Primarily a graphic artist, Claude Gillot specialized in scenes of satire and whimsy, often using theatrical figures or satyrs as protagonists. Typically, his characters embody both the base human instincts that lend the scenes their humor and the elegant, dancelike comportment that situates them in the realm of witty Rococo divertissements. Gillot's ideas were transmitted to his most famous student, Antoine Watteau, whose fêtes galantes brought the fantasy and theatrical inspiration of Gillot's work into the mainstream of French art.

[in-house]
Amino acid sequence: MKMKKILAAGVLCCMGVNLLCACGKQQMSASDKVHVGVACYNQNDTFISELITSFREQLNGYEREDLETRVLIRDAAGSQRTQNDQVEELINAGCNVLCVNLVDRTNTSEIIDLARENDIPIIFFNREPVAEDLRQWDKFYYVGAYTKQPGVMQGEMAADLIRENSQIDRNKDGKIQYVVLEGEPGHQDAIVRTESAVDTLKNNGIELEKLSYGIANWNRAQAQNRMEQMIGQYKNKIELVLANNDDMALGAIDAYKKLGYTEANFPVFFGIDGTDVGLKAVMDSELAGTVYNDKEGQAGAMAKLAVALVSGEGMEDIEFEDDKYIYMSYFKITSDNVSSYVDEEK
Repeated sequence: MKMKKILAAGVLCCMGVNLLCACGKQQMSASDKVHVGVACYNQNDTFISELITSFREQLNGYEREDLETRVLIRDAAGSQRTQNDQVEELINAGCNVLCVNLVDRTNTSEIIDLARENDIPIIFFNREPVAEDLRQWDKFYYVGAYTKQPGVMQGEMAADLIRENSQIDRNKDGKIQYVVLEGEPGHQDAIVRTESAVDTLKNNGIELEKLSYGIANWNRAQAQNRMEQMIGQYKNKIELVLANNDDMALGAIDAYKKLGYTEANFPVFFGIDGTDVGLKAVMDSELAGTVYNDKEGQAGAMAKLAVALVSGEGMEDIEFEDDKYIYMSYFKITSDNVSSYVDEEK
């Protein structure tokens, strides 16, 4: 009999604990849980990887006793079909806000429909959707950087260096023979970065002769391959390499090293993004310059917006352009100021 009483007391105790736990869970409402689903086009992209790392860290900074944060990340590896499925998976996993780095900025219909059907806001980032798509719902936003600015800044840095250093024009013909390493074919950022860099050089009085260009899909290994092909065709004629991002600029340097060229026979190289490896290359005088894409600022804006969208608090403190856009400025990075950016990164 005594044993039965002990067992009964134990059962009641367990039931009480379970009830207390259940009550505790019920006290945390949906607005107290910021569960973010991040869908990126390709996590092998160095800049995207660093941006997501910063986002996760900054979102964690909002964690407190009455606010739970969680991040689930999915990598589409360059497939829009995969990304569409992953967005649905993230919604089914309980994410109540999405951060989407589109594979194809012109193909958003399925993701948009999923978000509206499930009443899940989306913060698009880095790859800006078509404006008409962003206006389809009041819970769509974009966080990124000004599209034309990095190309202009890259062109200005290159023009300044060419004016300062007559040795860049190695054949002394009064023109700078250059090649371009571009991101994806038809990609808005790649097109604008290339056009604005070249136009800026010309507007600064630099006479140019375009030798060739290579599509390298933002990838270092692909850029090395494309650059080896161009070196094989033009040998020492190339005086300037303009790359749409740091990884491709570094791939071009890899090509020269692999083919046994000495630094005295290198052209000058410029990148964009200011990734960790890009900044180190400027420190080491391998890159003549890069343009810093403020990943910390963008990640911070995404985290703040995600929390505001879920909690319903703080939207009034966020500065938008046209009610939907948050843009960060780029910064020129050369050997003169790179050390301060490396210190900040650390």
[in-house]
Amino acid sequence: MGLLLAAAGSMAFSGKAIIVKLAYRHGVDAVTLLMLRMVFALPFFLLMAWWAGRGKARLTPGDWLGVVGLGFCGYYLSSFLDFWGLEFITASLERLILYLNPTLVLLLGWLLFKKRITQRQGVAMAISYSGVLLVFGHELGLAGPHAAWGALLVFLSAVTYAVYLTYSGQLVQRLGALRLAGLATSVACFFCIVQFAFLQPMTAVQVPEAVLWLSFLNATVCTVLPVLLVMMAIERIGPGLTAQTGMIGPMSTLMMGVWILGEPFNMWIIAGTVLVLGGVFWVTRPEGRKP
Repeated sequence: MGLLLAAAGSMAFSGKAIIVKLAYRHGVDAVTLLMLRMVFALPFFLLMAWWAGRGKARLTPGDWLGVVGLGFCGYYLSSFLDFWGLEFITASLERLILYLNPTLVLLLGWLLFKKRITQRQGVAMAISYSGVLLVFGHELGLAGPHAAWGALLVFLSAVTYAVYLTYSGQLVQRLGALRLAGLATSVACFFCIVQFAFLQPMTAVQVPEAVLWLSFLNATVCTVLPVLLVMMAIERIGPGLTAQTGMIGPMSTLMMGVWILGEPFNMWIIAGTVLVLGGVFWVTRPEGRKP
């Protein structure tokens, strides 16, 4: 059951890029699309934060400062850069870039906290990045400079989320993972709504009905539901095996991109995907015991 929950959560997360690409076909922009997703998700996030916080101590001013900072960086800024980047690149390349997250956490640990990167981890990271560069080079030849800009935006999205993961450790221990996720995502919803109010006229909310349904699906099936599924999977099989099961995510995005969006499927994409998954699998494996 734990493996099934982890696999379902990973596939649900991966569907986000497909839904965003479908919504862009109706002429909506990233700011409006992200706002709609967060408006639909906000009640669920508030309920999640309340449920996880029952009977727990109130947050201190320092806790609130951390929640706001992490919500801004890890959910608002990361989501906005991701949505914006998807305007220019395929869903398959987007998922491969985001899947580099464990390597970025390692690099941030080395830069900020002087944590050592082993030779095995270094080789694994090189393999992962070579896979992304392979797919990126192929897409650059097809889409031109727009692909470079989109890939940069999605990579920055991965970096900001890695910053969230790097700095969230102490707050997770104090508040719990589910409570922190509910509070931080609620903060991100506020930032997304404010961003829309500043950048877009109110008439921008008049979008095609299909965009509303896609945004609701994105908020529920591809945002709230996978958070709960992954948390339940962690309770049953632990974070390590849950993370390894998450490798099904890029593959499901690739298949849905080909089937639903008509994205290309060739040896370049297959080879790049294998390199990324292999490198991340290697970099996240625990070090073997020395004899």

The irreverence of the commedia dell'arte provided many of Gillot's most memorable subjects. This drawing relates to his best-known painting, Les deux carrosses (Musée du Louvre, Paris). It was directly inspired by a short sketch appended to a three-act comedy, Foire Saint Germain, which was first performed in 1695. An altercation breaks out between two cabmen and their passengers (commedia dell'arte characters Arlequin and Scaramouche, both dressed in women's clothing) when the carriages meet in a narrow alley and each refuses to back up and let the other pass. The sketch concludes when a passing judge attempts to mediate the conflict but instead becomes the focus of the collective ire and is chased offstage.